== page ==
American Banana Co. v. United Fruit Co.
213 U.S. 347 (1909)

  • McConnell bought American Banana, which was a Columbian company operating on what is now Panama (but was then part of Columbia).
  • A competitor, United Fruit, threatened American Banana, and eventually had Costa Rican soldiers invade Panama and seize the American Banana plantation.
    • The plantation was eventually transferred in a Costa Rican court to United Fruit.
  • McConnell sued in US Court under the Sherman Anti-Trust Act.
    • United Fruit argued that the US did not have jurisdiction to hear the case.
  • Thee Trial Court dismissed the case.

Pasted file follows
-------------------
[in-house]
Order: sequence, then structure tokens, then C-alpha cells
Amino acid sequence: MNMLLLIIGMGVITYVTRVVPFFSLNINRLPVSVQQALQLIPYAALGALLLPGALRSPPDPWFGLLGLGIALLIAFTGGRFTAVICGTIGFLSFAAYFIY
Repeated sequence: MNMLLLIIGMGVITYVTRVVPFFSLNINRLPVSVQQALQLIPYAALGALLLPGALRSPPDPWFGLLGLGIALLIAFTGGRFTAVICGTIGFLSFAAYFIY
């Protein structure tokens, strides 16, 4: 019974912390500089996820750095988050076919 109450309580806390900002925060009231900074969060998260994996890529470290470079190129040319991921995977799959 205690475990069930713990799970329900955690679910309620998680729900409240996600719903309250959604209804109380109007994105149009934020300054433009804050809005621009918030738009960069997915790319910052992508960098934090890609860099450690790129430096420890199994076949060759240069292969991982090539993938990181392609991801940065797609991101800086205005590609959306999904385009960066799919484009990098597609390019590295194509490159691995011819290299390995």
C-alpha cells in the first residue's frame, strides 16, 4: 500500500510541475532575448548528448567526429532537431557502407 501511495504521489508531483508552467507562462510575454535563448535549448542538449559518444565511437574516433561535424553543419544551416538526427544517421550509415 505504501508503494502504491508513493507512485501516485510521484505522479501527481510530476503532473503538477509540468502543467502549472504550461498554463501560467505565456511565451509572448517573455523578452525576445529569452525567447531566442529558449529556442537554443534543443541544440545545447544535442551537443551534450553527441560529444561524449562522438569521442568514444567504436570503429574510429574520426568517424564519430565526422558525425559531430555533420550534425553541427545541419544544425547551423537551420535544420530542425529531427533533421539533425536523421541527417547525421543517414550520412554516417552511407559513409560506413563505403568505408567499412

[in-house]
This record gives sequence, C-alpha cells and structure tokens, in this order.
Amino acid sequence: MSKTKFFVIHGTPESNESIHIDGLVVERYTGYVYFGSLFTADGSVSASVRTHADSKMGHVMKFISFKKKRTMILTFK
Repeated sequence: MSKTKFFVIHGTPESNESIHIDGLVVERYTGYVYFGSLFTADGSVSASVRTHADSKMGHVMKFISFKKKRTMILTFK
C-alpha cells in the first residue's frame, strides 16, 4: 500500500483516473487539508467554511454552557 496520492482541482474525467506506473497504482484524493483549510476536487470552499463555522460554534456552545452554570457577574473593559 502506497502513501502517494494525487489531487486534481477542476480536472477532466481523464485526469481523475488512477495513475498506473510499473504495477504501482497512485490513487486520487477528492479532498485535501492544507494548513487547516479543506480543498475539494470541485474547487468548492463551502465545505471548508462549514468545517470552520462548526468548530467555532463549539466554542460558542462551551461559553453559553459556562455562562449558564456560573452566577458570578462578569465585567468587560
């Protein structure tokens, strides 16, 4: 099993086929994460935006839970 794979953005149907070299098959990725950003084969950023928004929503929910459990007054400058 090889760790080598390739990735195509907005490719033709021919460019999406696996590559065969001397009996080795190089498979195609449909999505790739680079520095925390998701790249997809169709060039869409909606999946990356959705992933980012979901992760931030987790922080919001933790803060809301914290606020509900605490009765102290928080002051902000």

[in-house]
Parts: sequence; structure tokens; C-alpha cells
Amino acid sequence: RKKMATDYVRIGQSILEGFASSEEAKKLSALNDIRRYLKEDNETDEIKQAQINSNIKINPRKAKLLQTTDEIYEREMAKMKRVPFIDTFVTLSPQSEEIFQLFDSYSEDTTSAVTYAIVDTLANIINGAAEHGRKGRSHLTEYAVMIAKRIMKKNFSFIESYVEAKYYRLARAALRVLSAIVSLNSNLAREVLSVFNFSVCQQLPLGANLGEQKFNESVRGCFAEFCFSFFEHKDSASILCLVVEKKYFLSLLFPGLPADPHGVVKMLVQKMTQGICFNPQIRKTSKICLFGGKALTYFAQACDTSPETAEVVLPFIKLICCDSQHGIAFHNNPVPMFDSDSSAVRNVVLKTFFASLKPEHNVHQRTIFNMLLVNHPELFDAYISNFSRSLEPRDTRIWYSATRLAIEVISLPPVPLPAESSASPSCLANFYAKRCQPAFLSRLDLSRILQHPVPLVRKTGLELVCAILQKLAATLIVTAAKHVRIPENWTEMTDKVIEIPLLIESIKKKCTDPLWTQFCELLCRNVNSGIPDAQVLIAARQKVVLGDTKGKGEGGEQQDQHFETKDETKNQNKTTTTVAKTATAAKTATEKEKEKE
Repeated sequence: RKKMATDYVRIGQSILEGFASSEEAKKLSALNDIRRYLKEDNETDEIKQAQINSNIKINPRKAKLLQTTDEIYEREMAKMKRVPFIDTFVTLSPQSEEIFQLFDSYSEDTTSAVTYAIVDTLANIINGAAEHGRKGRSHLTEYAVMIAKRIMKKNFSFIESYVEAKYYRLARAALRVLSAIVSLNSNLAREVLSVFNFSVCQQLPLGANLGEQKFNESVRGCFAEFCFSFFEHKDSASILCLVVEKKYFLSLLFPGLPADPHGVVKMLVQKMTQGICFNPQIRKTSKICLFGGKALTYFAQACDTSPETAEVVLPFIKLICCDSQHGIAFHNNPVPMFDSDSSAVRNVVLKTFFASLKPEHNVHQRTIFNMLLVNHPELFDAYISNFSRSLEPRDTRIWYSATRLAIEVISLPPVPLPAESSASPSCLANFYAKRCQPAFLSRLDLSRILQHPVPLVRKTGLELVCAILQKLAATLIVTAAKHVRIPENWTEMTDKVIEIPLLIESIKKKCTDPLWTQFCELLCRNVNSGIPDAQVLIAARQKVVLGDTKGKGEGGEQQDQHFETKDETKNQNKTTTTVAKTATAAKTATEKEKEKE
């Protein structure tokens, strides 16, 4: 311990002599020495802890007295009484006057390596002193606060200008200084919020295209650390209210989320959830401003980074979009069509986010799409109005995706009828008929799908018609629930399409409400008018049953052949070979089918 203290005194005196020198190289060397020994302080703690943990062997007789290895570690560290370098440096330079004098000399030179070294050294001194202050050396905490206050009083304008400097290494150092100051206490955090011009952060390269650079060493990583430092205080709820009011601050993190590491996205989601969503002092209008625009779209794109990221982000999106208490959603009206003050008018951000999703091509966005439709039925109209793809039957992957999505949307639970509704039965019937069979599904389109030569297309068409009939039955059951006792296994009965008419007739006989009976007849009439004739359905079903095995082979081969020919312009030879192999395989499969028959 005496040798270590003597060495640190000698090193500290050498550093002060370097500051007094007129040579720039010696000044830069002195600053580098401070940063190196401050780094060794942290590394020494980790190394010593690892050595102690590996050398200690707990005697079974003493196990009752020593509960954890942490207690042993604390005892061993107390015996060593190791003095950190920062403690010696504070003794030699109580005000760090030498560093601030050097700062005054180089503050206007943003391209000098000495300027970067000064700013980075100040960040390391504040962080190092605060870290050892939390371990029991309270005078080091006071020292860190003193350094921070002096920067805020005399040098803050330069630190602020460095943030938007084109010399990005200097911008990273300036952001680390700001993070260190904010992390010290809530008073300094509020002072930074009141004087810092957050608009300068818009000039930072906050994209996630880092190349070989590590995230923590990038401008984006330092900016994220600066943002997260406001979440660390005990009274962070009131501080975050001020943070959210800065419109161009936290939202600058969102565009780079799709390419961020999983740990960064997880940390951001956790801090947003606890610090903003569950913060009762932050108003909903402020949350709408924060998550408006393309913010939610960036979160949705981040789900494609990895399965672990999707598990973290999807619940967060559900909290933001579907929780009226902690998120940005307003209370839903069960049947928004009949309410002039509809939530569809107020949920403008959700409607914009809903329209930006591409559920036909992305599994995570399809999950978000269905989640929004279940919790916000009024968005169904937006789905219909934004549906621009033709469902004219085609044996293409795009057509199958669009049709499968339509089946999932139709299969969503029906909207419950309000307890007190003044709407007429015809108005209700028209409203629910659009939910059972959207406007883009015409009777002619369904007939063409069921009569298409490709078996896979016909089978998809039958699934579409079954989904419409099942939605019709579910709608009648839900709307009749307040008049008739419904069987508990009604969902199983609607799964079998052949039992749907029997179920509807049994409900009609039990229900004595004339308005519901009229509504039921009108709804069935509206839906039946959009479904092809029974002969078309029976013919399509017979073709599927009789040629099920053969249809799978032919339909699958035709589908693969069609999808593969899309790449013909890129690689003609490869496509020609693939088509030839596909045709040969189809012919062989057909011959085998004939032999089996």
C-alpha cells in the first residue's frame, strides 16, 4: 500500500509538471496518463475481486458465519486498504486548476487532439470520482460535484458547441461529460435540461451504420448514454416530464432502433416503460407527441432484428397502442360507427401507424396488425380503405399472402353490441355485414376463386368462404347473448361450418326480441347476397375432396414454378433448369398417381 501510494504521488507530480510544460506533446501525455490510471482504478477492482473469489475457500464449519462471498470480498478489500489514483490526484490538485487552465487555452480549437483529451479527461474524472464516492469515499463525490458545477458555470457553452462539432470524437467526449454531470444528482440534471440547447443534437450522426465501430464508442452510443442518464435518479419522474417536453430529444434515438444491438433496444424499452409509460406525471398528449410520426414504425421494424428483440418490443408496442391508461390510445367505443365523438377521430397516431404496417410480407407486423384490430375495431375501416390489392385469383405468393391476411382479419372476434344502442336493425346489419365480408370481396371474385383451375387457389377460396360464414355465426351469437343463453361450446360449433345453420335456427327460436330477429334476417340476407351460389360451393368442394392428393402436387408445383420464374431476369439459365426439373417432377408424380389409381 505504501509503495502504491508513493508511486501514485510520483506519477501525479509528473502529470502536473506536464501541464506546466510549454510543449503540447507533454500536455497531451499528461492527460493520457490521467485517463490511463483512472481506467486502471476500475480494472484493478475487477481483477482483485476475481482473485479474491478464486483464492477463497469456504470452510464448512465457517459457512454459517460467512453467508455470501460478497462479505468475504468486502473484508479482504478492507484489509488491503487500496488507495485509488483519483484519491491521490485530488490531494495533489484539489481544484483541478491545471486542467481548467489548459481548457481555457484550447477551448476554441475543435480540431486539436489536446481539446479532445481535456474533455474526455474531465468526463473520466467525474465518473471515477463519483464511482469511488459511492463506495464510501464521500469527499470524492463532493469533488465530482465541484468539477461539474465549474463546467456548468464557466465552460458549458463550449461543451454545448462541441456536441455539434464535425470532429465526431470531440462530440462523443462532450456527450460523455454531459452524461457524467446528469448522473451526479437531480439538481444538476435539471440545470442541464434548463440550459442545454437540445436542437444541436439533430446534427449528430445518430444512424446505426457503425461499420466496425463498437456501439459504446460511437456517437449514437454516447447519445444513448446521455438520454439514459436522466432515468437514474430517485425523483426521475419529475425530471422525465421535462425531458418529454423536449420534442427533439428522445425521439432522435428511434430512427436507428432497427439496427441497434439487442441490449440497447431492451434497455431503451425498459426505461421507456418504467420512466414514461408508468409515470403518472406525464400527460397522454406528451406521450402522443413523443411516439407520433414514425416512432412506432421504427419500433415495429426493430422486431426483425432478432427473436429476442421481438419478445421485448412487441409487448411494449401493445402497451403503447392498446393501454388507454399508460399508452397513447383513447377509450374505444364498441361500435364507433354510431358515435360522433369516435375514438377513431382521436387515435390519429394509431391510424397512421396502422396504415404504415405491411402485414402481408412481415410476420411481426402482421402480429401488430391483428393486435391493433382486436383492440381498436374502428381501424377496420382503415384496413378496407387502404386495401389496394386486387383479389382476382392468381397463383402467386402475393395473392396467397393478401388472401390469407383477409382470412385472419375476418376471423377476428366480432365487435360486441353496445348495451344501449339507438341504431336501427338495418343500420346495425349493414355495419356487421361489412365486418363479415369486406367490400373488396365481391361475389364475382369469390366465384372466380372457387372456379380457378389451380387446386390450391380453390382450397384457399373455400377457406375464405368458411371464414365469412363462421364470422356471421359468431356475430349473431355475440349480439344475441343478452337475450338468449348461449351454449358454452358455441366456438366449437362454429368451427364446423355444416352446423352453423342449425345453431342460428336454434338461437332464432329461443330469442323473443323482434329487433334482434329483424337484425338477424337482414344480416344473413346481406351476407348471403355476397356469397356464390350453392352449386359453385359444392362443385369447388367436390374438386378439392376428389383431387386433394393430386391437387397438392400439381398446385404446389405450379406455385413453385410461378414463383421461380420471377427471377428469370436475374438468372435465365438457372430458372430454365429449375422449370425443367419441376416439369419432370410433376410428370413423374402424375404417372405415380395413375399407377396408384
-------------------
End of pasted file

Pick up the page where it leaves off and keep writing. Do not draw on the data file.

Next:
• The Trial Court found that US Courts did not have jurisdiction to hear the case, because the alleged acts didn't occur on US soil.
  • The US Supreme Court affirmed.
    • The US Supreme Court found that, in general, jurisdiction is territorial.
      • In this case, since the alleged acts occurred completely on Panamanian soil, it could only be tried in a Panamanian court.
    • McConnell argued that since he was a US citizen, US Courts had jurisdiction, but the Court disagreed.
      • "The acts causing the damage were done, so far as it appears, outside the jurisdiction of the US and within that of other States. It is surprising to hear it argued that they were governed by the Act of Congress."
  • This decision was a very narrow construction of the limits of jurisdiction. They were later expanded in United States v. Aluminum Co. of America (148 F.2d 416 (1945)), and Timberlane Lumber Co. v. Bank of America (549 F.2d 597 (1976)).